Now, I might tell the Court something that had happened just recently in the case that I had in the Federal District Court of Louisiana.

    We had an individual who claimed that he was discriminated against because he belonged to a certain particular organization.

    Jack P. F. Gremillion:

    It so happened that we had about two weeks of delay in the case during the Thanksgiving holidays and we are not here to investigate that affidavit.

    We checked into it and find out that he had worked as a janitor at the bank.

    That the bank had fired him because of the fact that he was a poor janitor.

    He wasn’t doing his work right.

    And he claimed that he was discriminated against.

    We checked into his employment (Inaudible) we found out that he was working for the State of Louisiana as a janitor.

    So when we had the opportunity to find out this information and we had the opportunity to rebut, we were able to disprove those particular accusations such as these registrars were faced here and it’s exactly what this Court decided in Peters versus Hobby.

    Earl Warren:

    Mr. Attorney General, as I understood — as I understood Judge Walsh, before your witnesses took the stand, they were entitled to — to read or have a copy of the testimony that was taken against them.

    Anything that is derogatory of them, they were entitled to (c).

    Now, if that is true, how can it be said that when they take the stand, they have no idea of what has been said against them or what they’re going to have to protect themselves.

    Jack P. F. Gremillion:

    Well, Mr. Justice Warren — Mr. Justice Warren that is not true.

    We are not given anything, absolutely not.

    There’s nothing in the Act that provides that and there’s nothing in the rules of the Commission that apprises us of the information and the charges to which these or the manner that these registrars deprive.

    And furthermore, let me say this.

    That — that what stirs up practically all of this controversy, here we have a one day hearing.

    Suppose we get eight people from Cattle Parish who says that the Registrar in Cattle Parish has denied them the right to vote, let’s say, because of a — a literacy test or a constitutional test or whatever it maybe.

    Now, how is that registrar going to determine or how is he going to bring witnesses before that particular hearing.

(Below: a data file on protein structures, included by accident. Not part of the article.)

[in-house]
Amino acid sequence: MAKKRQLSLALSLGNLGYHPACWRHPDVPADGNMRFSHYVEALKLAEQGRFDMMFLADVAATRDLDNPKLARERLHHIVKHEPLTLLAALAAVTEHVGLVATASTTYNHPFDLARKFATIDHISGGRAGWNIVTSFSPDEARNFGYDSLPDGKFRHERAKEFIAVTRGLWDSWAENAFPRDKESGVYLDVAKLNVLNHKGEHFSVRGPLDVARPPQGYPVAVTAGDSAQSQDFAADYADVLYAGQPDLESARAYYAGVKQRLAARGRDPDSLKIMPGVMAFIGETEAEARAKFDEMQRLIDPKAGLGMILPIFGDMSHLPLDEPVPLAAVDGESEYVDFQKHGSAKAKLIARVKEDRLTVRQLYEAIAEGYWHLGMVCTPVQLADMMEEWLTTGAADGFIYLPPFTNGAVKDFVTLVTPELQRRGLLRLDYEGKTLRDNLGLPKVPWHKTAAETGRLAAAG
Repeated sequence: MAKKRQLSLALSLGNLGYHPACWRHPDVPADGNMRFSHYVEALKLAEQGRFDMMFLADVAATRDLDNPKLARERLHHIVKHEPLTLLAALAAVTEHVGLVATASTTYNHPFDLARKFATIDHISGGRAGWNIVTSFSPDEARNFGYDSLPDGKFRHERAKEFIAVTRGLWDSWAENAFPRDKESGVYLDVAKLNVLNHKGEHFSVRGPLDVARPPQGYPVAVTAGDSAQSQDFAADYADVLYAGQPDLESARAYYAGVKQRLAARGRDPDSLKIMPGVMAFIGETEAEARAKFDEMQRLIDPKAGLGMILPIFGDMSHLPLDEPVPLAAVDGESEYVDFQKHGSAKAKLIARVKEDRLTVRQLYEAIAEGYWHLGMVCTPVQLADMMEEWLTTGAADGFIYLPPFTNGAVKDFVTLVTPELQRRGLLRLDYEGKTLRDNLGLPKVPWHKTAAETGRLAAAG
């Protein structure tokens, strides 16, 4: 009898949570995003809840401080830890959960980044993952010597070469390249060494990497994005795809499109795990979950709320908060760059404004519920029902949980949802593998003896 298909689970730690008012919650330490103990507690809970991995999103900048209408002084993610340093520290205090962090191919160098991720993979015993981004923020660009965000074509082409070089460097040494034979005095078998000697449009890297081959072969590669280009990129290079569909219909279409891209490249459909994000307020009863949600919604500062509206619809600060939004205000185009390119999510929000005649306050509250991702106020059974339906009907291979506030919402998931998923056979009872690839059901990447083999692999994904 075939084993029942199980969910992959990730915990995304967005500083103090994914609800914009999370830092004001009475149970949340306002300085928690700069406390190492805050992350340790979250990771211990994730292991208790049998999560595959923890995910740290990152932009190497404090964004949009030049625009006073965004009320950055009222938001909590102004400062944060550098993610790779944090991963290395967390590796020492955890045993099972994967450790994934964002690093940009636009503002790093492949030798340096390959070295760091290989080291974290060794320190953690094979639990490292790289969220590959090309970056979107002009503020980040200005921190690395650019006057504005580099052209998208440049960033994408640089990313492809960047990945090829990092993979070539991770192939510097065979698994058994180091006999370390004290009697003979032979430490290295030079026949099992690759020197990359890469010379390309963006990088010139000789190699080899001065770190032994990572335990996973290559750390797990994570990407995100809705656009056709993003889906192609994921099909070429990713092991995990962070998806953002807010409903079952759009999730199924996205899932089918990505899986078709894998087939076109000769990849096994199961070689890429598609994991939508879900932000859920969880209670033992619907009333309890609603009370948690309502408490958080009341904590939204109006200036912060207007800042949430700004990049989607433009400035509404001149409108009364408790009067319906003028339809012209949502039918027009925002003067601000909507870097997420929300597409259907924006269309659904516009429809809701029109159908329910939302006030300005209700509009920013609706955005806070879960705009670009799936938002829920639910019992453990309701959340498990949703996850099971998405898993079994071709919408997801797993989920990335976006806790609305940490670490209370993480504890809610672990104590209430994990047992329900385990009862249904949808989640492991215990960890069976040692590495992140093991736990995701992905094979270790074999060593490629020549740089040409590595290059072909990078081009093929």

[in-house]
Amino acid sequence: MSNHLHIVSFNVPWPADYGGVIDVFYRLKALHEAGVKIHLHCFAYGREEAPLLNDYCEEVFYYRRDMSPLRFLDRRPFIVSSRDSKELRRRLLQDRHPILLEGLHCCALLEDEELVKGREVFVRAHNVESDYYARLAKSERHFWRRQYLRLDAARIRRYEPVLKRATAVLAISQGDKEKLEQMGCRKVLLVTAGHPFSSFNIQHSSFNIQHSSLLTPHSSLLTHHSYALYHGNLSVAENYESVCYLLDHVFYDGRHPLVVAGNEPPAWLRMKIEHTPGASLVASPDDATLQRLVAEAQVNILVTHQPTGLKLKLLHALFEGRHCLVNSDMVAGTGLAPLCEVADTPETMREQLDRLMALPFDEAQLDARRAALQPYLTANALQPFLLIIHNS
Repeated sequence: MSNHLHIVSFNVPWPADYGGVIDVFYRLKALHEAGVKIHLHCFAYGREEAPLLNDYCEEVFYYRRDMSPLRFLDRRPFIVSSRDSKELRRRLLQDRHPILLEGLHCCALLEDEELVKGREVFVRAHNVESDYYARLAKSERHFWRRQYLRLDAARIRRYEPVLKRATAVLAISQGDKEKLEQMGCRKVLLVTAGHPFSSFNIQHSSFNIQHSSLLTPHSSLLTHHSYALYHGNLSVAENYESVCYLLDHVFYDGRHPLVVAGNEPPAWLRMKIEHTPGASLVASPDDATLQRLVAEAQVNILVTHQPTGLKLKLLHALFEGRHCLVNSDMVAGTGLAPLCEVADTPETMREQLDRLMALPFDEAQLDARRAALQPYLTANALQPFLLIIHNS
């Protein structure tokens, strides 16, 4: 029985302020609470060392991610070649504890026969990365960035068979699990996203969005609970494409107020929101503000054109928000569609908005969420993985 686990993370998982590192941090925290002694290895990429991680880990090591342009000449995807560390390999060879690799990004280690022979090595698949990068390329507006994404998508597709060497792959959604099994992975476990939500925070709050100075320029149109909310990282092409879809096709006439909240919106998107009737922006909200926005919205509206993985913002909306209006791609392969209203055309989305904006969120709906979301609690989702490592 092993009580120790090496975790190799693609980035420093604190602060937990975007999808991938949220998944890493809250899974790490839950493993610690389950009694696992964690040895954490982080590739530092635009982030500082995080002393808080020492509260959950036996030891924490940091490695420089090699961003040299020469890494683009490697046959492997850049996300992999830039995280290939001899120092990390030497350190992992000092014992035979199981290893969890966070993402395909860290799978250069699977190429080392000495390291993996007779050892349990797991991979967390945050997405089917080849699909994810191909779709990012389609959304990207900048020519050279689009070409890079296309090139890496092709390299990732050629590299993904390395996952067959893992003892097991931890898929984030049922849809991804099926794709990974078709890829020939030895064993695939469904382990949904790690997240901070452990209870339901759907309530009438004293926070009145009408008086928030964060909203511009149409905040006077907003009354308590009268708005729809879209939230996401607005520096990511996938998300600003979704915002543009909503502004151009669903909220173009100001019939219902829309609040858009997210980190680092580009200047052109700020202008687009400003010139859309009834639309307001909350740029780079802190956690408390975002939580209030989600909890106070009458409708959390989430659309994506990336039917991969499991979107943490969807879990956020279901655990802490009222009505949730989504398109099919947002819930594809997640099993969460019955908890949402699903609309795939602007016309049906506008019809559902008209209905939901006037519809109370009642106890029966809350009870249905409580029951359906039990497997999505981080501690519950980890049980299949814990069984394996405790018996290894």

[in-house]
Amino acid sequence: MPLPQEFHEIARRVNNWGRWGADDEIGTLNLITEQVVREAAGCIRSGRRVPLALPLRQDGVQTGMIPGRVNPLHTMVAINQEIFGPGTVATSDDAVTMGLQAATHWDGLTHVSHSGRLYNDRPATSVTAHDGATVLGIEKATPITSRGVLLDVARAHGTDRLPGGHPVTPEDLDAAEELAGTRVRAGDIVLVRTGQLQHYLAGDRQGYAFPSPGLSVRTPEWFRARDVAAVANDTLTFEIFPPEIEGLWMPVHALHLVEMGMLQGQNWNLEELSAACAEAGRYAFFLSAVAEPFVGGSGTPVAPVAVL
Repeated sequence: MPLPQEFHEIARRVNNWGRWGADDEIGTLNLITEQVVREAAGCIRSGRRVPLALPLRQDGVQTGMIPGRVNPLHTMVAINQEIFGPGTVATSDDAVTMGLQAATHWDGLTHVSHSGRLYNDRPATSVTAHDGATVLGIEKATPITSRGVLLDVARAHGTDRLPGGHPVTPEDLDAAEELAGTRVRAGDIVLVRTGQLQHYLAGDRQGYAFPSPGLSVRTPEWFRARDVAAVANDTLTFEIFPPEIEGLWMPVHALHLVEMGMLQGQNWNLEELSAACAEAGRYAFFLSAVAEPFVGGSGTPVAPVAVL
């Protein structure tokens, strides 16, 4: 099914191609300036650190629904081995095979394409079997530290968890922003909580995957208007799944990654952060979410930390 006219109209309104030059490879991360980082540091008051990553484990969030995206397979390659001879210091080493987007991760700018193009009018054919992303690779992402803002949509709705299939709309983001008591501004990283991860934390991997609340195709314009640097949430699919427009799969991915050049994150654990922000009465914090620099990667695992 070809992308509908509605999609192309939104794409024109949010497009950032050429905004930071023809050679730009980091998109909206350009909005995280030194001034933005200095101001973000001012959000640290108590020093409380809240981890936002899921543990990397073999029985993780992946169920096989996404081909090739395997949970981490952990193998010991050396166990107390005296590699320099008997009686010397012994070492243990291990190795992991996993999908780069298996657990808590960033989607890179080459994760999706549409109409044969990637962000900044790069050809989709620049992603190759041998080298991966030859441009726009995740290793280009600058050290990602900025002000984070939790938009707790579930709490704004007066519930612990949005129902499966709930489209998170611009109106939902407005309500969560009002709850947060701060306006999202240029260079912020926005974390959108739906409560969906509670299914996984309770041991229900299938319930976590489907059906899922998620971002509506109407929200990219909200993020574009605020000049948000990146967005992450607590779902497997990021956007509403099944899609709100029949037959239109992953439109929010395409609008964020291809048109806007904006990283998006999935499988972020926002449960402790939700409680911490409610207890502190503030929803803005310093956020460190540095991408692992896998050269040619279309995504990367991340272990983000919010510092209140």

A one day hearing, how is he going to get the opportunity to bring in rebuttal evidence to prove that those particular witnesses are bearing a malice or a prejudice, or that they are not telling the truth.

    That opportunity does not present itself.

    But if we would know those things in advance, we would have the opportunity of bringing out a full disclosure of the fact which is the task assigned to the Commission.

    Earl Warren:

    But General, do you — do you challenge the statement of the Attorney General of the United States that the testimony of witnesses against your clients though it was available to them, before they took the stand.

    Jack P. F. Gremillion:

    It was — I challenge that.

    It was not available to them before they take the stand and the order —

    Potter Stewart:

    How did you read, Mr. Attorney General — how do you read Subsection (j) on page 58?

    Jack P. F. Gremillion:

    “Except as provided in Section 102 and 105, the Chairman shall receive —

    Potter Stewart:

    No, Subsection (j) on page 58, if the Commission —

    Jack P. F. Gremillion:

    Oh, that’s one of the rules that —

    Potter Stewart:

    That’s one of the rules —

    Jack P. F. Gremillion:

    — they adopted.

    Potter Stewart:

    Yes.

    Jack P. F. Gremillion:

    “If the Commission determines that the evidence and testimony may tend to defame, degrade or incriminate other person, that shall advise such person of such evidence has been given and it shall afford such person an opportunity to read the pertinent testimony and to appear as voluntary witness or to file a sworn statement in his behalf.”

    Well, of course, that’s self-explanatory, but were — never were afforded that particular privilege.

    Potter Stewart:

    Well, there never was a hearing, was there?

    Jack P. F. Gremillion:

    That’s correct.

    Potter Stewart:

    (Voice Overlap) —

    Jack P. F. Gremillion:

    There never was a hearing.